Do Dead Connecticut Ash Trees Make Good Firewood?

With the increase in dead ash trees across the state, many Connecticut residents wonder if they can use ash trees for firewood after removal.

The good news is that dead ash trees make great firewood, but residents need to be careful since dead ash removals can be dangerous and poor handling of the wood can aid the spread of the invasive emerald ash borer. This article will discuss what makes ash trees an excellent choice for burning and the precautions you need to take when using dead ash trees for firewood.

Why Dead Ash Trees Make Great Firewood

Dead ash trees make excellent firewood. Proponents of ash firewood note that its clean burning, has a neutral aroma, and provides a good amount of heat. Ash is an ideal choice for burning outside or in your fireplace.

Another advantage of ash is that it dries and seasons relatively quickly (6-12 months) compared to other popular firewoods like oak and birch.

Why is There So Much Ash Wood Available in Connecticut?

The main reason there are so many available dead ash trees for firewood is due to the invasive emerald ash borer, also known as EAB. You may have heard of this pest as it’s been devastating ash trees in the US since it was first spotted in Southeastern Michigan in 2002. Since then, it’s spread throughout the eastern United States and continues to move west, being identified as far as Oregon.

Though dead ash makes excellent firewood, we’d much rather have healthy ash trees. And to complicate the matter, the presence of the emerald ash borer means that precautions need to be taken with the wood.

A neatly stacked pile of firewood sits next to a slatted wooden chair. Dead ash trees make great firewood.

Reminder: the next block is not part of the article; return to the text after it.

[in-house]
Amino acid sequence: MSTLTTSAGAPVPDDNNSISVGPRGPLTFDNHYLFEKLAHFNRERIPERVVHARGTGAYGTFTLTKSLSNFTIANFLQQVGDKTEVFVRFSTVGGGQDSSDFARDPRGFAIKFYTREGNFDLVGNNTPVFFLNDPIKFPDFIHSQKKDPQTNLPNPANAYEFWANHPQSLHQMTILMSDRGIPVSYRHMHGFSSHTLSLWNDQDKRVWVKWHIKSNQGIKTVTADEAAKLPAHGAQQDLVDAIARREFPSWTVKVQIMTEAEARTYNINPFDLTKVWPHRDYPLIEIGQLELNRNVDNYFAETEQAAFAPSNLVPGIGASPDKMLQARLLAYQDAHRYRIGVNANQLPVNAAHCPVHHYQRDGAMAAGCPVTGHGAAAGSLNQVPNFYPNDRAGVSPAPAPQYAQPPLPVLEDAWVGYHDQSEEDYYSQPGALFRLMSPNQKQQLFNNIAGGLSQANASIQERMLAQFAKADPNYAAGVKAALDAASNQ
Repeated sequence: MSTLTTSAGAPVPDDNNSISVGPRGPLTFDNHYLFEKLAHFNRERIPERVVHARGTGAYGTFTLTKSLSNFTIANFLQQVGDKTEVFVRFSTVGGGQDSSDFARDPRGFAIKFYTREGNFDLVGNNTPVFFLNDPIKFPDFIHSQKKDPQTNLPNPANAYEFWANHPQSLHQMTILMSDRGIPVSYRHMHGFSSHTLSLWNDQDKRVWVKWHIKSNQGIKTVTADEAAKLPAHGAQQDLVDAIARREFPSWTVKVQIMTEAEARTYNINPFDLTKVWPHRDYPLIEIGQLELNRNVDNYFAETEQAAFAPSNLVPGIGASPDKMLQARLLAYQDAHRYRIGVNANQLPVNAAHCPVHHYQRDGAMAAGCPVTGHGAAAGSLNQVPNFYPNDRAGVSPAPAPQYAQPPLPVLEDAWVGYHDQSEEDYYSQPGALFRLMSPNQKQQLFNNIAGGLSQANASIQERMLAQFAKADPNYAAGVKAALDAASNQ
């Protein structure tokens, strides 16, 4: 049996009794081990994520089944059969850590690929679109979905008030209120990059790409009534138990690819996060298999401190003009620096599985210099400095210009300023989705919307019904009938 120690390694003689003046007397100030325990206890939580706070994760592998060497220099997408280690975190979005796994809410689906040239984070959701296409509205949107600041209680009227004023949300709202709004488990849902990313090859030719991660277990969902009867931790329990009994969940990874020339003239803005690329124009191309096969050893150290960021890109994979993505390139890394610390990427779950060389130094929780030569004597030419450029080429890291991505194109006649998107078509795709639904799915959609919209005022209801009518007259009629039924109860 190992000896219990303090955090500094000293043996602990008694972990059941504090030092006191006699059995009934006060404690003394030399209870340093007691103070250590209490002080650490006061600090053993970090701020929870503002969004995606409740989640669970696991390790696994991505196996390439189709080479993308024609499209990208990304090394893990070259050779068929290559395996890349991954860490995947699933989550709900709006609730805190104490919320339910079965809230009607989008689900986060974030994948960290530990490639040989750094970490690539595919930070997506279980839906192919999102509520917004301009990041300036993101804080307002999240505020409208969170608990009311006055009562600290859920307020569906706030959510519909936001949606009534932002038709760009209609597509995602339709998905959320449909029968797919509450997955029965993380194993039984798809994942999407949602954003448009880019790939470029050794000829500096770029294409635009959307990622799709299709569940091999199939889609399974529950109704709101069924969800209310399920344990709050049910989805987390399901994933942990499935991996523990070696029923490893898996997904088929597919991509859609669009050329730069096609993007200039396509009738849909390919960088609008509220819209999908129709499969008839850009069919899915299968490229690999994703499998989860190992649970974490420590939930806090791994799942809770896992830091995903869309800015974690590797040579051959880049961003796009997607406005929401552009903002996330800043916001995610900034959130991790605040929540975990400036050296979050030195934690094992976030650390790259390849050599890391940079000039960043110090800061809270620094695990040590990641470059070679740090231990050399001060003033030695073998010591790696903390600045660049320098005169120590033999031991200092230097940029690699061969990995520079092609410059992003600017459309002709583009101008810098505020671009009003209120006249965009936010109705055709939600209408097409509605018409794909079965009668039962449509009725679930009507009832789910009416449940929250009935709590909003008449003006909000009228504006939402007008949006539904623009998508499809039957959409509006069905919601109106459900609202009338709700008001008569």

Issues with Using Dead Ash Trees for Firewood

There are three main issues when it comes to using dead ash trees for firewood.

1. Safety. Dead ash trees are extremely brittle, which makes them dangerous to remove. Connecticut residents should not take on removing an ash tree as a DIY project since extreme caution is necessary to prevent accidents and injury.

Ash tree removal should be left to professional tree services with heavy equipment, such as cranes and lifts, to make the removal as safe and efficient as possible.

2. Transporting Dead Ash Wood. Emerald ash borers are moving fine on their own without our help. It’s essential to use best practices when transporting the wood since it contains larvae that will eventually hatch and seek out new ash trees to infect.

To help Connecticut residents (and their ash trees), the state has created regulations for transporting potentially affected ash and other wood types. These regulations limit the transport of wood in and out of the state.

3. Ash Wood Needs to Be Burned Quickly. Since EAB larvae will emerge from dead wood in the spring, it’s important to burn the wood before that happens. Since ash dries quickly, much of the harvested wood can be burned before the spring. Another option for drying ash is kiln-drying. Not only does this process make the wood ready to burn in only 7-10 days, but it also kills EAB larvae before they can emerge.

If kiln-drying or natural drying can’t be done before the new generation of emerald ash borers emerges, it’s important to cover wood piles with a tarp to prevent emerging adults from flying off to seek new ash trees to attack.

Do You Need Firewood in New Haven or Fairfield Counties?

Rayzor’s Edge can remove any tree, even hazardous dead ash, and we can even kiln dry the wood for you! Get the firewood you need to stay cozy this winter by calling us at 203-258-5584. We deliver to many parts of Connecticut!

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